11 April 2006


              somebody's ashes

              caught in my mouth

              as the wind danced wild
              among the offerings

              on a night of hungry ghosts.

              I spat, then spat again
              vehemently:

              Choi!

              Not my time yet.
posted by Gilbert at Tuesday, April 11, 2006

8 Comments:

Blogger Gilbert Koh said...

The writing exercise is tough. I find myself being dictated by a title.

The above poem has a specific cultural context. Chinese Singaporeans will understand it, but my non-Asian readers may not. Still I would love to hear what you (the non-Asian readers) make of this poem.

April 11, 2006  
Blogger Bluesky_Liz said...

:D Loved the punchline.

It would be interesting to hear what non-asians or non-singaporeans think of this, though I think they may be confused by the title, thinking that it is literally someone's ashes.

BTW, this is a very interesting exercise you've come up with.

April 11, 2006  
Blogger floots said...

i confess that (as suggested) i did think of it as metaphorically tasting the ashes of one who had died
but i enjoyed it with that meaning
what is its significance within asian culture

April 11, 2006  
Blogger Amy said...

I don't know if the ashes are literally human (very macabre), but the allusion to death is very apparent to me. I first thought of the spitting as a kind of supersticious warding away of the "hungry ghosts," then I thought it may be a literal spitting out of the ashes. Whatever the ashes are, I feel the narrator is trying to keep something at bay. "Not my time yet." Keep walking.

Great poem, Gilbert.

April 12, 2006  
Blogger MB said...

Hm, I took it to be literal ashes and the spitting out of them.

This is nicely terse and intense.

What is "Choi!" ?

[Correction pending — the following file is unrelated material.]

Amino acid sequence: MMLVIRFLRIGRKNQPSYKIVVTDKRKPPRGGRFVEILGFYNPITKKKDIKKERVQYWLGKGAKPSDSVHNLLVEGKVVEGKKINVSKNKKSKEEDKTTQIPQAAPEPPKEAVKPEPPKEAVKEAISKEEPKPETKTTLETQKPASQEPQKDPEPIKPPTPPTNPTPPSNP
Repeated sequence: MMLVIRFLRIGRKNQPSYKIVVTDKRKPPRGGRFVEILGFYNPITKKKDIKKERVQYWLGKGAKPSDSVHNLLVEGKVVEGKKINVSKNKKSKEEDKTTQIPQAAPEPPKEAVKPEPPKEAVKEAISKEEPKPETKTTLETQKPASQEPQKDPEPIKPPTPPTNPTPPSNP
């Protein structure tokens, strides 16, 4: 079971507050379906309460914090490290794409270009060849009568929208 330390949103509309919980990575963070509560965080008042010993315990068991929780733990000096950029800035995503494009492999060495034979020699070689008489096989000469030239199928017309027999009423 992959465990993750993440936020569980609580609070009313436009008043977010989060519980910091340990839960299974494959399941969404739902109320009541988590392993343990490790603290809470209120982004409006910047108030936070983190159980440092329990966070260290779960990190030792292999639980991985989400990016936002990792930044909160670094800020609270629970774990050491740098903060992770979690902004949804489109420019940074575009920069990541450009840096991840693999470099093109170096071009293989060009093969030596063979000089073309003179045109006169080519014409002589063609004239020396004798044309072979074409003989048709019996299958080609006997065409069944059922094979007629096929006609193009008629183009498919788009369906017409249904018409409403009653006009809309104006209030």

April 12, 2006  
Blogger Gilbert Koh said...

Thanks all for comments. I think the poem does seem to work even for non-Asian readers - that's good to know.

First, the cultural context. There is a particular season in the Chinese calendar called the "Hungry Ghosts Month". It's believed that for this limited time only, the lost souls of hell are permitted to walk freely on earth. It's their temporary reprieve from the tortures of hell.

Many Chinese burn offerings for these lost souls. The offerings are in the form of "hell notes" or "ghost money" (see photo accompanying poem). By burning the notes, it is as if you are donating money to these ghosts.

The burning often takes place in public places eg by the roadside or on the grass etc so it can be quite messy as there are little fires everywhere and the wind can scatter ashes.

~~~~~~~~~

In my poem, I am walking somewhere and the ashes have flown into my mouth. I spit them out. This is awfully bad luck; things associated with death and ghosts are awfully bad luck for Chinese people. So I spit again - Choi!.

"Choi" is an ancient Cantonese word which is a multi-purpose anti-hex for warding off evil, bad luck, nasty spirits etc.

Oh, the Chinese always say the word vehemently or in a tone of annoyance. You cannot say it quietly, or calmly, or casually.

"Not my time yet" means it's not my time to die yet, I don't need these ash offerings.

~~~~~~~

The title turns out to carry several levels of meaning. Who is the "somebody" in "Somebody's Ashes"?

You could think of "somebody" as the person who was burning "hell notes" at the roadside. Or you could think of "somebody" as the ghost or spirit for whom the "hell notes" were burnt. Additionally, the phrase also makes you think of the remains of dead people (which is also somewhat in line with the general feel of the poem).

April 12, 2006  
Blogger dreamer idiot said...

Hi Gilbert, what a GREAT poem! I love how the scene is so succintly depicted in so few words, and how the mixture of annoyance and tinge of superstitious fear capture this distinctly Asian/Chinese experience. This simple poem is also layered and ambiguous, projecting a modern, secular outlook, but one that is still rooted in traditional cultural beliefs. If taken from a non-superstitious outsider/reader, this poem could also carry with a kind of mildly 'morbid' humour.

Being a reader of your poems, and having read this pieace and your beautiful haiku, can I kindly ask and book in advance an autographed copy of your first book of poetry? :)

PS. Thanks so much for dropping by the trial blog project, and leaving your insightful comments there. We are still testing the waters, and finding our way.

April 12, 2006  
Blogger Gilbert Koh said...

Dreamer, you're so generous with your praise. :)

If the book ever appears, you get TWO free autographed copies. :)

April 13, 2006  

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